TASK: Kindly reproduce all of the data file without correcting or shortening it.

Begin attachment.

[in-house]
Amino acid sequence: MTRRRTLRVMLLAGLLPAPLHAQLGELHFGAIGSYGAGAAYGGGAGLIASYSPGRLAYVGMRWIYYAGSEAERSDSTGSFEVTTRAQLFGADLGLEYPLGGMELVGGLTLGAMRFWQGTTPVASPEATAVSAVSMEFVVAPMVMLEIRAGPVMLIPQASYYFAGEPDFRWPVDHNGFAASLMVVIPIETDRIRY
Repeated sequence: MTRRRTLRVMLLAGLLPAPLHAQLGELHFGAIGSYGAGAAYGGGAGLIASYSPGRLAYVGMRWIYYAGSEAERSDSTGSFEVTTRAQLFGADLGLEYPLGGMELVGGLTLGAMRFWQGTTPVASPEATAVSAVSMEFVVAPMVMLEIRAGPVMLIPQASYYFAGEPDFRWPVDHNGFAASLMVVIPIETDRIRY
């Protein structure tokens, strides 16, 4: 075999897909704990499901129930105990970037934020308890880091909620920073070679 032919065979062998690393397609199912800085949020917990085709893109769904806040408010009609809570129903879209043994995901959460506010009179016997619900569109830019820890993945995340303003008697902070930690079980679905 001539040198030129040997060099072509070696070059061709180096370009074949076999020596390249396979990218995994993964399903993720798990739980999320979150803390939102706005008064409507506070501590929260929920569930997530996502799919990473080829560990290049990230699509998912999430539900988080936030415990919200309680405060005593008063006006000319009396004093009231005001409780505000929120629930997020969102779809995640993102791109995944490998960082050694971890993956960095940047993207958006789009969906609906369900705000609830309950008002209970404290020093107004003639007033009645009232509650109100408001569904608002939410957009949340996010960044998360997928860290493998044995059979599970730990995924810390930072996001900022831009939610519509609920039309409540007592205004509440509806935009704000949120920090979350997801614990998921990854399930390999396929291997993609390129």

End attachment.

[in-house]
Amino acid sequence: MTRRRTLRVMLLAGLLPAPLHAQLGELHFGAIGSYGAGAAYGGGAGLIASYSPGRLAYVGMRWIYYAGSEAERSDSTGSFEVTTRAQLFGADLGLEYPLGGMELVGGLTLGAMRFWQGTTPVASPEATAVSAVSMEFVVAPMVMLEIRAGPVMLIPQASYYFAGEPDFRWPVDHNGFAASLMVVIPIETDRIRY
Repeated sequence: MTRRRTLRVMLLAGLLPAPLHAQLGELHFGAIGSYGAGAAYGGGAGLIASYSPGRLAYVGMRWIYYAGSEAERSDSTGSFEVTTRAQLFGADLGLEYPLGGMELVGGLTLGAMRFWQGTTPVASPEATAVSAVSMEFVVAPMVMLEIRAGPVMLIPQASYYFAGEPDFRWPVDHNGFAASLMVVIPIETDRIRY
């Protein structure tokens, strides 16, 4: 075999897909704990499901129930105990970037934020308890880091909620920073070679 032919065979062998690393397609199912800085949020917990085709893109769904806040408010009609809570129903879209043994995901959460506010009179016997619900569109830019820890993945995340303003008697902070930690079980679905 001539040198030129040997060099072509070696070059061709180096370009074949076999020596390249396979990218995994993964399903993720798990739980999320979150803390939102706005008064409507506070501590929260929920569930997530996502799919990473080829560990290049990230699509998912999430539900988080936030415990919200309680405060005593008063006006000319009396004093009231005001409780505000929120629930997020969102779809995640993102791109995944490998960082050694971890993956960095940047993207958006789009969906609906369900705000609830309950008002209970404290020093107004003639007033009645009232509650109100408001569904608002939410957009949340996010960044998360997928860290493998044995059979599970730990995924810390930072996001900022831009939610519509609920039309409540007592205004509440509806935009704000949120920090979350997801614990998921990854399930390999396929291997993609390129």